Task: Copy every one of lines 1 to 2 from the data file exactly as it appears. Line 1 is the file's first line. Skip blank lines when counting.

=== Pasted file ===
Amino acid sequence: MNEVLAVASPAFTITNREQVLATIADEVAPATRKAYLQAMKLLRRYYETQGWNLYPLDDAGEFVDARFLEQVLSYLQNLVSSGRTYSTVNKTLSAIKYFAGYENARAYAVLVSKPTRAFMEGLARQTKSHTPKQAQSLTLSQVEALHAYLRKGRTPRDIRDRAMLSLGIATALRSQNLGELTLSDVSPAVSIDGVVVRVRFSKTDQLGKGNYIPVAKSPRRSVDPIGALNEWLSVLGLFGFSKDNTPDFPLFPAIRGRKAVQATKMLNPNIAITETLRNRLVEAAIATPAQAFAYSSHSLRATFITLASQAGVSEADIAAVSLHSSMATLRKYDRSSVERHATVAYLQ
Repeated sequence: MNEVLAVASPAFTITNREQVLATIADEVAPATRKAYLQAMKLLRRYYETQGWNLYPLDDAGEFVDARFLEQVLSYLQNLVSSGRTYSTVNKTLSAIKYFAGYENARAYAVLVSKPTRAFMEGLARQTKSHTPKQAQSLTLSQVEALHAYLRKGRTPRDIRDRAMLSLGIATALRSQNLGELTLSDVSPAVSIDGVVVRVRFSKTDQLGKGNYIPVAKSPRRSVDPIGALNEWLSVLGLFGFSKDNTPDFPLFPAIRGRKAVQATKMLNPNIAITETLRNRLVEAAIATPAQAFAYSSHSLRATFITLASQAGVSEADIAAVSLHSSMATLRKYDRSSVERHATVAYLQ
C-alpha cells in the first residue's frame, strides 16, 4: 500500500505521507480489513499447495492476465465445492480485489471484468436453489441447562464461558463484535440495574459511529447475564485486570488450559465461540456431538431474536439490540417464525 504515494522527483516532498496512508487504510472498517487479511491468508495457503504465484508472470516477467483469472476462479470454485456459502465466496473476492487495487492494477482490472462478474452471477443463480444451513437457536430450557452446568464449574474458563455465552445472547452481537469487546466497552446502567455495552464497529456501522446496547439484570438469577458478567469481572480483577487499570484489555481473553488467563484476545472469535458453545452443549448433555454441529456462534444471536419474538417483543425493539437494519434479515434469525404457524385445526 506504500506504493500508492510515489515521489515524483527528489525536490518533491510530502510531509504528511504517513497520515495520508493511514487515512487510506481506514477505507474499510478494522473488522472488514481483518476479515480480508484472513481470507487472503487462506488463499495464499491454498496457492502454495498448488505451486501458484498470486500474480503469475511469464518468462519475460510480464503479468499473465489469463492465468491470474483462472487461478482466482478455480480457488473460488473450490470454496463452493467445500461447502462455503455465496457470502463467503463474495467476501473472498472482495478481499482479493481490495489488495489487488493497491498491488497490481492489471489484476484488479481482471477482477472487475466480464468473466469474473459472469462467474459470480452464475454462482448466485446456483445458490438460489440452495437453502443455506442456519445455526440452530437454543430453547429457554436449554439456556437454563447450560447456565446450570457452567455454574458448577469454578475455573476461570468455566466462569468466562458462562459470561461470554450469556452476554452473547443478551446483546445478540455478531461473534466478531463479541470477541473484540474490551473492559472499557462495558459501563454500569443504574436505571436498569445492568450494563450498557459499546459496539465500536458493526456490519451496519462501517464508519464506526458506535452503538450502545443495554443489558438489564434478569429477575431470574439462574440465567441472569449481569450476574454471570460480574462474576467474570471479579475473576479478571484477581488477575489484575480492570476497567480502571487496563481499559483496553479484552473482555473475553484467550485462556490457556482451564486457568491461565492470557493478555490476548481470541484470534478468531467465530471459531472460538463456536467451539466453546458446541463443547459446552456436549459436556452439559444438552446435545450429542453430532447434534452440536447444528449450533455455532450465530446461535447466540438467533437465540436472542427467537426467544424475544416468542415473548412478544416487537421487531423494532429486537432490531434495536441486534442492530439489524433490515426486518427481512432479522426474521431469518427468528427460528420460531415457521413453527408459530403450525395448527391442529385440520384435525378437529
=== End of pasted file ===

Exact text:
Amino acid sequence: MNEVLAVASPAFTITNREQVLATIADEVAPATRKAYLQAMKLLRRYYETQGWNLYPLDDAGEFVDARFLEQVLSYLQNLVSSGRTYSTVNKTLSAIKYFAGYENARAYAVLVSKPTRAFMEGLARQTKSHTPKQAQSLTLSQVEALHAYLRKGRTPRDIRDRAMLSLGIATALRSQNLGELTLSDVSPAVSIDGVVVRVRFSKTDQLGKGNYIPVAKSPRRSVDPIGALNEWLSVLGLFGFSKDNTPDFPLFPAIRGRKAVQATKMLNPNIAITETLRNRLVEAAIATPAQAFAYSSHSLRATFITLASQAGVSEADIAAVSLHSSMATLRKYDRSSVERHATVAYLQ
Repeated sequence: MNEVLAVASPAFTITNREQVLATIADEVAPATRKAYLQAMKLLRRYYETQGWNLYPLDDAGEFVDARFLEQVLSYLQNLVSSGRTYSTVNKTLSAIKYFAGYENARAYAVLVSKPTRAFMEGLARQTKSHTPKQAQSLTLSQVEALHAYLRKGRTPRDIRDRAMLSLGIATALRSQNLGELTLSDVSPAVSIDGVVVRVRFSKTDQLGKGNYIPVAKSPRRSVDPIGALNEWLSVLGLFGFSKDNTPDFPLFPAIRGRKAVQATKMLNPNIAITETLRNRLVEAAIATPAQAFAYSSHSLRATFITLASQAGVSEADIAAVSLHSSMATLRKYDRSSVERHATVAYLQ